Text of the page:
I find that’s true in general in not only the direct selling industry, but in the general work-at-home/ mom-at-home business circle.  We need to set aside our previous beliefs about people and about companies and be willing to listen to facts.

I was in an MLM about 15 years ago.  I absolutely HATED it and made no money.  My upline didn’t train me well, and it left a bad taste in my mouth.  Had I not been willing and open minded to hear the facts about my current opportunity (which is NOTHING like the previous one!), I would have missed out on many years of friendship, training, money, leadership, and the opportunity to be the stay at home mom I’ve always wanted to be.  I am now in the top 2% of my direct sales company and enjoying training others.

Preconceived notion is defined as an opinion formed beforehand without adequate evidence.  Always make sure you’re gathering sufficient evidence before you make a judgement!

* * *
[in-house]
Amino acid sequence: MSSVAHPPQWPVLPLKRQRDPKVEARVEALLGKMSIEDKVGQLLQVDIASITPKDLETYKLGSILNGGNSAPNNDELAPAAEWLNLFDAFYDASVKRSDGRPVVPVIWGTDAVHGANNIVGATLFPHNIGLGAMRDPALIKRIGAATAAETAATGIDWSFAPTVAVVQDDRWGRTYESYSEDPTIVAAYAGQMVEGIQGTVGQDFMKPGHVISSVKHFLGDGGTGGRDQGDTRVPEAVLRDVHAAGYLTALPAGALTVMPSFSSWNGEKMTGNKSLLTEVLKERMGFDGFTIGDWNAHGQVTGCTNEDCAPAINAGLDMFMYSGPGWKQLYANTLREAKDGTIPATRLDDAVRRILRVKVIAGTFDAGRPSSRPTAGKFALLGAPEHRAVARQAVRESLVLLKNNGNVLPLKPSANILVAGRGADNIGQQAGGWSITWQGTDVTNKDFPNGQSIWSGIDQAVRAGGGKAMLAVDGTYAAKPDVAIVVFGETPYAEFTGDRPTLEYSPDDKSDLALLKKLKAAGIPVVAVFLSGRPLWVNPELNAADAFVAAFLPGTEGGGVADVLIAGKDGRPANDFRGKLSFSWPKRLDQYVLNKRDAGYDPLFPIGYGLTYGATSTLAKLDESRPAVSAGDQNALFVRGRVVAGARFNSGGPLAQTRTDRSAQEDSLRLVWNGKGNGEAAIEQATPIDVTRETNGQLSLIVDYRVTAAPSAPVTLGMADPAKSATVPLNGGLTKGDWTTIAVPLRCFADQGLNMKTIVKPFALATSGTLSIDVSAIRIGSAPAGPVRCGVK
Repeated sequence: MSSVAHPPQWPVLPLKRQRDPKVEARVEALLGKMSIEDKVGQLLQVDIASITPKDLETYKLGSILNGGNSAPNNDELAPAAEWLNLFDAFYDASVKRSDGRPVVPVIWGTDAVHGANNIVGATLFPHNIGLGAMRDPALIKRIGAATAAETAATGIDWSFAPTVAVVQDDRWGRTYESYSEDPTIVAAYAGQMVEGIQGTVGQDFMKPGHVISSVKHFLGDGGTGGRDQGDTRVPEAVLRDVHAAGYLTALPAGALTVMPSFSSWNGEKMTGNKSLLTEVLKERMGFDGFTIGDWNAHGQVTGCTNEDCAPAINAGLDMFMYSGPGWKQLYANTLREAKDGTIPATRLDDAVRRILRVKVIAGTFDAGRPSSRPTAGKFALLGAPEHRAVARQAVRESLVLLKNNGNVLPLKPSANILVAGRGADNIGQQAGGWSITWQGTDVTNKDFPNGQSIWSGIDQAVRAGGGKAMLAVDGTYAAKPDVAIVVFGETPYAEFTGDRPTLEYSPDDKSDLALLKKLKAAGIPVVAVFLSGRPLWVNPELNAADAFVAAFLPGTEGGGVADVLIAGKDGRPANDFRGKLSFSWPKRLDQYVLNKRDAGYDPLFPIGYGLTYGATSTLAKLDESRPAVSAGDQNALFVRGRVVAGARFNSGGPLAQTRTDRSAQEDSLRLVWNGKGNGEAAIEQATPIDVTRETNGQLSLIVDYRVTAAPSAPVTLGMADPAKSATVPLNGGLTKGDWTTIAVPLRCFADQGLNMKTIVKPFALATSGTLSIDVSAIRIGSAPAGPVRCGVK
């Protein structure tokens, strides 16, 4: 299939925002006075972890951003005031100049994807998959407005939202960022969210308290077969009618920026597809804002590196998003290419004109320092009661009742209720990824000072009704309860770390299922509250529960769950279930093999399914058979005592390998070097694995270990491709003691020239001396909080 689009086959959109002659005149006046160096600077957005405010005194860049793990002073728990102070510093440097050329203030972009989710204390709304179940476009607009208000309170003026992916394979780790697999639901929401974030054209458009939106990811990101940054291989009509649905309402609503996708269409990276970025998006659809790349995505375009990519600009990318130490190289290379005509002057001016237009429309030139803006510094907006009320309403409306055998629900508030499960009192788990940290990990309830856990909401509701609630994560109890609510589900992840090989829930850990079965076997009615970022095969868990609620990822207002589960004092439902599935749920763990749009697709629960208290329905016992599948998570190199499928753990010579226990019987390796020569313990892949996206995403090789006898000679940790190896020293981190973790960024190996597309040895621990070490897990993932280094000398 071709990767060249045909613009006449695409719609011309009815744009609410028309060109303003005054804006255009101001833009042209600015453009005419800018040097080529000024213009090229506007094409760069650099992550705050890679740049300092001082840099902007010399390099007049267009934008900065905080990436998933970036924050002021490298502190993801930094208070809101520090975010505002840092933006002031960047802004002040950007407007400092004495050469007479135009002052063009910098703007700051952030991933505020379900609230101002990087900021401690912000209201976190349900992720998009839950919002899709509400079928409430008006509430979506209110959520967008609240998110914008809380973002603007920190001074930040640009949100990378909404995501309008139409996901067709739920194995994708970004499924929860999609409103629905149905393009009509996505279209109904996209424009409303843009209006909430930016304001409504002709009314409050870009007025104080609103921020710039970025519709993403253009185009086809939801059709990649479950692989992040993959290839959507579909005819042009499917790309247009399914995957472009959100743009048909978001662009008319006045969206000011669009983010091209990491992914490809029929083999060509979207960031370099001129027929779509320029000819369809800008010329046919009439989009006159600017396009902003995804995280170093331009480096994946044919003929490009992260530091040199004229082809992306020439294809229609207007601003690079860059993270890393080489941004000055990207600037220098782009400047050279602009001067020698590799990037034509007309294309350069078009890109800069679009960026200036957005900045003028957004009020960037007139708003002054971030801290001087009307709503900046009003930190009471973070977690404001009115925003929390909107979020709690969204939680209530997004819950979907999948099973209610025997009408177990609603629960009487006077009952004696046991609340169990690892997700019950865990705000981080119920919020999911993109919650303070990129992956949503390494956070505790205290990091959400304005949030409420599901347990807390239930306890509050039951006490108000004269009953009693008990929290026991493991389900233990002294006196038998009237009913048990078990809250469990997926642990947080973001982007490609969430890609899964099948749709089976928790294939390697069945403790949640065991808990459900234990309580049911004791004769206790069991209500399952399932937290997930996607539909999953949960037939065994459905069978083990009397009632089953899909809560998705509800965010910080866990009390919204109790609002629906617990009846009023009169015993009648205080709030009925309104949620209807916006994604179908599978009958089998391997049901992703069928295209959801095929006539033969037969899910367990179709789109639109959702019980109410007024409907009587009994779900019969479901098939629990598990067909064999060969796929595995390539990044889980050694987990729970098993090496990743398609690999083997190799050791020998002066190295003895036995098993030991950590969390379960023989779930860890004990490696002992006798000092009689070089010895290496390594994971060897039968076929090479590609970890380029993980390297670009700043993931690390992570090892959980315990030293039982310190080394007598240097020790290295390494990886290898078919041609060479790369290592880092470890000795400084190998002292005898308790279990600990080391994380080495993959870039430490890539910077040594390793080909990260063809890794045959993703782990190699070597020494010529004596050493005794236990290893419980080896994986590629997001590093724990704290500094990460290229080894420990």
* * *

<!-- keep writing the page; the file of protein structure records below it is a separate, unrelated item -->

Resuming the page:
If you are in a direct sales skin care/color company (Mary Kay, Avon, Beauticontrol, Jafra) and would like an affordable e-Course which helps busy moms fit their business into their lives, I have a solution for you at

If you want to read more about relationship marketing in direct sales, I blog at My skin care blog is at and finally, you can read about me at Thank you for this opportunity to share some thoughts with you!

–Heather Price

5 Comments to “Preconceived Notions and Direct Sales Business”

  1. The truth – you speak it well. My own personal pre-conceived notions dealt with the fact I could not write good copy (because I utterly abhorred sales ‘way back when).

    It was only when I gave myself permission to consider things might be different…that they changed. It was definitely a good lesson to experience.

  2. Sheila Atwood says:

    I really like the definition- ‘Preconceived notion is defined as an opinion formed beforehand without adequate evidence.’

    The interesting thing is that we live in a fast paced environment, where it is easy to move on to the next vendor if we are not happy with what we want or get. It does not take much in the way of bad service or delivery to send your customers looking elsewhere.